Audio journalism

If you want to know what's going on in the world, you actually have to get out into the world. You can't do it from behind a desk. - Kaj Larsen, former investigative journalist for CNN

News companies around the world have cut costs by eliminating their investigative journalism departments. Sadly, this has been deemed less important, less entertaining, and less profitable than talking heads and techy gimmicks. Reporters like Kaj are no longer needed (or are just expected to do the same job with Skype and other web tools).

Alex and Cam think this is happening due to the democratization of content via new and social media. Everyone can deliver stories to the public (relatively for free).

imageThis means that someone around the world may be getting their news on life in Boston from you. Whether or not you let this exposure affect you, it's undeniable that you have the power and potential to become a citizen journalist.

Citizen journalists can communicate through various means: blog posts, videos, photo essays, you name it. The medium of audio is a powerful and popular one, used most notably by the National Public Radio (NPR). Using audio in this manner is called audio journalism.

5 reason for audio journalism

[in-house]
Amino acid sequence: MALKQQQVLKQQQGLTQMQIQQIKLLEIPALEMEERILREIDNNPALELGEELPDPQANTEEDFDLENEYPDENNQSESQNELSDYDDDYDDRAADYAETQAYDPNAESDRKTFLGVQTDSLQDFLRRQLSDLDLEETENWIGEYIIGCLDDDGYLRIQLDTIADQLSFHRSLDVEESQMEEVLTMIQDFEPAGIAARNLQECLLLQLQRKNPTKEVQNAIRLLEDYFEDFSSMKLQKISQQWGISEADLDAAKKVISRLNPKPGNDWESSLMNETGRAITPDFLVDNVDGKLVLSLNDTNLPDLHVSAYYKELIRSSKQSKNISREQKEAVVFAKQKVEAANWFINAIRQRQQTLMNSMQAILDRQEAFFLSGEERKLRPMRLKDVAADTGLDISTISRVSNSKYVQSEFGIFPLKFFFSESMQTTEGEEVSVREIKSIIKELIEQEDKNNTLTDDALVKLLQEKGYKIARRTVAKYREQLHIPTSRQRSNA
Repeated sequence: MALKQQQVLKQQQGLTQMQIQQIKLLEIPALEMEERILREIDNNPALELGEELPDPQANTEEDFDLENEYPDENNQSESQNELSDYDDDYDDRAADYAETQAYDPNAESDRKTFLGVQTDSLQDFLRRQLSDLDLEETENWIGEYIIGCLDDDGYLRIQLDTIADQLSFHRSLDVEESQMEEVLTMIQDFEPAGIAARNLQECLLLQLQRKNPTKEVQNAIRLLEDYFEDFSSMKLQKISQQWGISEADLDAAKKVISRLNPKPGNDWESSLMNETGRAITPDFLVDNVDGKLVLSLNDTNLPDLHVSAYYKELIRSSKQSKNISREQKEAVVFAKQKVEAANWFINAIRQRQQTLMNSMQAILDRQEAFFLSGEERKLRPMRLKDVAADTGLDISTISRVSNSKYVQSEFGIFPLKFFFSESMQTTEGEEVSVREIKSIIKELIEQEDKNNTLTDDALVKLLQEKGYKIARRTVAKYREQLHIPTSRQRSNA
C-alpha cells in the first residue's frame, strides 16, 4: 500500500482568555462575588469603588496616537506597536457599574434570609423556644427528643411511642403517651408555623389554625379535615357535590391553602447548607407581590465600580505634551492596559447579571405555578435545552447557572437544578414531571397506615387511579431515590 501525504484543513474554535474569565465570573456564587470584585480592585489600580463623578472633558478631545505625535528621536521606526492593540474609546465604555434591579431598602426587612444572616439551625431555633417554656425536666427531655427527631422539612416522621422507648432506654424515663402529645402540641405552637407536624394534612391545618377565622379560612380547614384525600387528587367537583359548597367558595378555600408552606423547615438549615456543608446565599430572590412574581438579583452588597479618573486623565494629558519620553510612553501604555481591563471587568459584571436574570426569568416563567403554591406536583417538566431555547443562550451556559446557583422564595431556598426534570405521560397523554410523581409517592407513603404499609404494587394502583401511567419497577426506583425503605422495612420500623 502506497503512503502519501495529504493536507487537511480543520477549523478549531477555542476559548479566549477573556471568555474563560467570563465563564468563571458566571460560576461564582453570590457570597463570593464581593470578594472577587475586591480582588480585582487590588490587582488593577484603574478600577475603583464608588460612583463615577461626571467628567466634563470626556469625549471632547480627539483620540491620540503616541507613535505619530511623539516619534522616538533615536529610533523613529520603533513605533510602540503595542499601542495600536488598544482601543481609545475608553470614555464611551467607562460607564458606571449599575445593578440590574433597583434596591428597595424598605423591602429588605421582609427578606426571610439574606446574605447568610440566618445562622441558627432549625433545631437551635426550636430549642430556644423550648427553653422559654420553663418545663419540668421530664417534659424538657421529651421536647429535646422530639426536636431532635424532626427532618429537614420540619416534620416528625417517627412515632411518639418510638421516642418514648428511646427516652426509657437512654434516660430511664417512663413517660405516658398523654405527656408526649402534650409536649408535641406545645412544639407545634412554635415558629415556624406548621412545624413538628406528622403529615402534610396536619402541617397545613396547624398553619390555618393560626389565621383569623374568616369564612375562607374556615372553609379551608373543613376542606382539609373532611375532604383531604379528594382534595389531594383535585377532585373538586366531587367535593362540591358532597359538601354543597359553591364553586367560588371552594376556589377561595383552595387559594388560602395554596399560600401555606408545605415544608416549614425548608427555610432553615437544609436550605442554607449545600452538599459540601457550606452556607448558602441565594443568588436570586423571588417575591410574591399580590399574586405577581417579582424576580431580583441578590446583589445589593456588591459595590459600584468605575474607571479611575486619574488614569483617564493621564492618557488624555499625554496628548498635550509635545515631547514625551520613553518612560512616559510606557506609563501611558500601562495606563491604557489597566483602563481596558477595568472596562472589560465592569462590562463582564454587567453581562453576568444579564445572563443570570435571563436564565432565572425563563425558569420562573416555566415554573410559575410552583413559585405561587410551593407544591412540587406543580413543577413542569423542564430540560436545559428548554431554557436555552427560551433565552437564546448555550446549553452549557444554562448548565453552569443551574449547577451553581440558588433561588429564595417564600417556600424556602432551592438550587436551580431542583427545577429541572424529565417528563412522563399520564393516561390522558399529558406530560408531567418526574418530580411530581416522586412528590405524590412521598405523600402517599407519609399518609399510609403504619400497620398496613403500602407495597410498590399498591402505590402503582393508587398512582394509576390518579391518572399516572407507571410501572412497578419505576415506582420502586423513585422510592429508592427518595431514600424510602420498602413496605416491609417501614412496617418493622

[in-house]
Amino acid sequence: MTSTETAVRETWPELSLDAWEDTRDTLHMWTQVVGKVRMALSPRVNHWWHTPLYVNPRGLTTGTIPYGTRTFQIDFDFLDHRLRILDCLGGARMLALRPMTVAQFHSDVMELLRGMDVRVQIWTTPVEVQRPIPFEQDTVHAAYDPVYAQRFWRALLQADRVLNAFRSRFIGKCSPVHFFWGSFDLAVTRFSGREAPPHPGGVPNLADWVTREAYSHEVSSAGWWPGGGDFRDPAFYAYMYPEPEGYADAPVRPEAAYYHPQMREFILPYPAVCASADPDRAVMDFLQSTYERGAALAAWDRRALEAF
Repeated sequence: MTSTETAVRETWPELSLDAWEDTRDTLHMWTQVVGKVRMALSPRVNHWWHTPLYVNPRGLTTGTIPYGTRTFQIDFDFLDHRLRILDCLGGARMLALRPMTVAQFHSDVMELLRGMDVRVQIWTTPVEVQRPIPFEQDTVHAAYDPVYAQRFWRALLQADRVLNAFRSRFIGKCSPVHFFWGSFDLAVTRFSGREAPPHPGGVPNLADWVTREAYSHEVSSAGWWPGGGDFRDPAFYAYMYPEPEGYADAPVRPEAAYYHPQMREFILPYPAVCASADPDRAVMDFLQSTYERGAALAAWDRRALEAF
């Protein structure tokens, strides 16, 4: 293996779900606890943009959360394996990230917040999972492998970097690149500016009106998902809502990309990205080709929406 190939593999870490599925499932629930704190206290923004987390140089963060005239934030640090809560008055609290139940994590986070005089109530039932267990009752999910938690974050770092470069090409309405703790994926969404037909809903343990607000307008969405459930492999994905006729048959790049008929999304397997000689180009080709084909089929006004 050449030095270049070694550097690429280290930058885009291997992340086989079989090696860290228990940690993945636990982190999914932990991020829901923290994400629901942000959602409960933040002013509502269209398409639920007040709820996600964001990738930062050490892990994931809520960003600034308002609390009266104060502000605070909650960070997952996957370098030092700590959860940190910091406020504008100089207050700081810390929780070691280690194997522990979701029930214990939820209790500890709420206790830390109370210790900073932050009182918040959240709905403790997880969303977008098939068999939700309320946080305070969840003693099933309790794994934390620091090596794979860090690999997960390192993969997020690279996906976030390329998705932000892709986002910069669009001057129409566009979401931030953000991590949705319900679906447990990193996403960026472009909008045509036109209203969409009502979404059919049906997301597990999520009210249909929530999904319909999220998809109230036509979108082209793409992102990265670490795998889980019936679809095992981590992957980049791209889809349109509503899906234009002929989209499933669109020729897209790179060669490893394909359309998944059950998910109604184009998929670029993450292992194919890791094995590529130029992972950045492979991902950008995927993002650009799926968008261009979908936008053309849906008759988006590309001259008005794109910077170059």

According to some, there are five reasons for audio journalism:

1. ACTUALITY: the feeling of being there
2. DEBATE: the opportunity to interject, the tone of voice, another level
3. EMOTION: the tone of the voice communicating more than words alone
4. BACKGROUND: in other words, next to an edited text interview the journalist can post the interview in full (what is sometimes called ‘wild footage’) much more quickly than if they were to transcribe the whole thing
5. PODCAST: it’s about convenience – time shifting, people not having to visit your website*

*Meanwhile, there are others that say the podcasting format isn't working (and was even dead on arrival) due to the need for a consumer to find them, subscribe (a word people fear because of money), download, upload to devices, and then listen to.

Do we agree with these merits of audio journalism?

How to record an audio interview